Ever heard of British Gingerbread? It is a cake flavored with ginger and treacle. The French equivalent (pain d’epice), whose name means literally “spice bread”, is a cake with a basis of flour, honey and spices. Gingerbread was formerly regarded primarily as a fairground delicacy. Although it is mainly eaten at teatime or at festivals (particularly in Belgium and Germany). Gingerbread (French or English varieties) can easily be made at home. The best results for pain d’epice are achieved with a strong-flavored honey, such as buck-wheat or heather honey. Wheat flour is generally used (sometimes mixed with rye flour); flavorings can include orange flower water, ginger, orange or lemon zest, star anise or cinnamon, or a mixture of spices. For both kinds, orange or apricot marmalade may also be added to the mixture. After baking, the top of the cake may be decorated with pieces of angelica, green walnuts, or candied orange peel. For more information and for recipes visit British Gingerbread.

Gingerbread German Christmas Markets

The German Christmas Markets are famous worldwide- every city and town hosts a Christmas market, whether large or small and Germany is transformed into one giant Christmas market where you can buy Christmas gifts and treasures to your heart’s delight. The markets give the cities a holiday atmosphere for the month leading up to Christmas, leaving the cities feeling empty and lonely after a month of bright lights and the mixed smells of Gingerbread, chocolate, Gluhwein and grilled sausages.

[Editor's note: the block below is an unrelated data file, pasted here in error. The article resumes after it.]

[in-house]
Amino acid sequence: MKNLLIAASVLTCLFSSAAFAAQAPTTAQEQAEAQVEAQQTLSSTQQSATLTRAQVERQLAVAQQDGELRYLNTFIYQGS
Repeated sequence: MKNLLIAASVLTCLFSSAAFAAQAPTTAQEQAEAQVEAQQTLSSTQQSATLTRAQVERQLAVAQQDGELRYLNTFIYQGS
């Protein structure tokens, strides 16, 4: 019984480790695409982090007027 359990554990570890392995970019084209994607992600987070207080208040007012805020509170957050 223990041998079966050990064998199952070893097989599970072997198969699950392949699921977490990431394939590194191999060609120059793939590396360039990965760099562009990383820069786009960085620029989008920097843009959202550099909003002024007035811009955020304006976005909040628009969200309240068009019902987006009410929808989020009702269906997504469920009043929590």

The traditions of the Christmas markets date back to the middle ages and turn German towns and cities into festive fairy tale type scenes. Christmas markets are held during the four weeks of Advent and include booths and stalls set up in town centers around Germany, along with plenty of great Christmas decorations and entertainment. Huge Christmas trees are erected and the shops sell Christmas decorations, ornaments, wooden toys, nutcrackers, figurines, gifts, clothing, candles, foods, local arts and crafts and a lot more.

Bands and choral groups entertain shoppers with favorite Christmas carols and hymns. You can buy fresh gingerbread, or a whole gingerbread house, delight in the smells of mulled wine, spices and roasted chestnuts and almonds and sausages as well as a wide array of other foods and drinks.

Each German Christmas Market has its own personality but regardless of which one you go to you are sure to find plenty of Christmas treasures to bring home as well as be able to revel in the Christmas atmosphere that Germany offers.

So, if you have the opportunity to travel to one Germany’s Christmas markets, enjoy the experience and all the sights and sounds you will take in and especially the Gingerbread!